21 August 2015
Penny Dixie ARPS proudly shares her fabulous Woodberry Wetlands panorama.
London is an amazing resource for nature and wildlife lovers and inner city Hackney, where I have lived for 35 years, occupies a particularly special place in my heart. It's a very vibrant and green borough and now, a small corner of Stoke Newington is about to get even more exciting with the opening of Woodberry Wetlands. The London Wildlife Trust, in partnership with Thames Water, Berkeley Homes and the Heritage Lottery Fund are transforming East Reservoir into Woodberry Wetlands. This little green and blue oasis hasn’t been opened to the public since it was constructed in 1883 and so nature has been given free reign. The reservoir is home to birds such as reed bunting, song thrush, kingfisher and the occasional bittern, and provides valuable foraging and roosting habitat for bats.
With London Wildife Trust managing the habitat for wildlife, HLF developing the reservoir’s old Coal House into a new visitor centre and Berkeley Homes building a new boardwalk through the reedbeds, the transformed Woodberry Wetlands is due to open in November 2016. A new bridge has been put into place over the adjoining river and a hoarding has been put up around this access point waiting for opening day.
Woodberry Wetlands has become my ‘happy place’. Just 15 minutes walk from my home, it’s the place where I can breathe, learn more about nature and watch the seasons, the weather and the wildlife and I can indulge my photography to my heart’s content.
I was asked if I had some photographs to go on the hoarding but since it’s 8m by about 2m, it needed something very special to cope with the extraordinary ratio. The brief was to produce an image that would show passers-by what was hidden behind the hoarding, oh and please could I do it yesterday because the deadline is tomorrow morning? I had one day to do it! Happily, the weather gods were relatively kind to me, the clouds were rolling across the sky and periodically, the reflections in the water positively glowed. Standing on the board walk with my back to the hoarding, I worked on creating a panorama out of vertical frames. The dynamic range was such that the eventual image was made of 3 frames blended out of 2 or 3 images each and then stitched onto the remaining 4 vertical frames. Adobe Lightroom came up trumps and if you haven’t tried the photo merge function for HDR or panoramas you really should! Once you’ve done that, try an HDR’d photo merge! While the 12 or 13 frames were being blended and then stitched, the computer nearly ground to a halt. I paced up and down in the kitchen drinking coffee! The resulting file has all the detail from all the RAW images and is spectacularly huge and the processing potential is phenomenal.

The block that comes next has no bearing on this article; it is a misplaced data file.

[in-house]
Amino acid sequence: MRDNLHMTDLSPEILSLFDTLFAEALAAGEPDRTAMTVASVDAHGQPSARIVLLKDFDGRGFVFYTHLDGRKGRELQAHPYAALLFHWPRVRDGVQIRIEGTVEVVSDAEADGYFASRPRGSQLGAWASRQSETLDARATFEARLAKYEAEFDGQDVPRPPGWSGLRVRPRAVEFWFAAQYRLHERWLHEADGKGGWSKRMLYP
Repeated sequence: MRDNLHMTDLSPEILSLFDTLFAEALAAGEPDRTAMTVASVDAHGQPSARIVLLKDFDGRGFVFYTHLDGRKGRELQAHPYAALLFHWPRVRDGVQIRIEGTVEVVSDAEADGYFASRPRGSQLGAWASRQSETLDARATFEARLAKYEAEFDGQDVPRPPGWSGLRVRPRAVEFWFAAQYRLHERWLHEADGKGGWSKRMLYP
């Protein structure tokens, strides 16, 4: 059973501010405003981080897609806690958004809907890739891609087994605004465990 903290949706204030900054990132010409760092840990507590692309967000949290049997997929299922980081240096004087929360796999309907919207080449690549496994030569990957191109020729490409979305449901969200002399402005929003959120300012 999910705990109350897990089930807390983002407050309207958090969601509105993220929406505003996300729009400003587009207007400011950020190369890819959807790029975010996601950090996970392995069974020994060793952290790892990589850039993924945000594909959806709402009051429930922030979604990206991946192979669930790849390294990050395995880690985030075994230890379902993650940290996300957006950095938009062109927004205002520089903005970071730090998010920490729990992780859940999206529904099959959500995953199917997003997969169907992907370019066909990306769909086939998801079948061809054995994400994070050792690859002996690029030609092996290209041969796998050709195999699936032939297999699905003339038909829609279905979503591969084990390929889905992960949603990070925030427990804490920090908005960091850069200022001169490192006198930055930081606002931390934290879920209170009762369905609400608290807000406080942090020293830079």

The final image had space in the sky for editorial headlines and space in the reedbeds for further text to be printed. I sent it off at late o’clock and hoped that they liked it. They did! I have now had the extraordinary experience of going to see this huge vinyl picture of mine. It’s very weird seeing your work quite so huge! Weird but very satisfying. While a number of people walked past, I sat on a park bench and just looked. Wow!
Image © Penny Dixie ARPS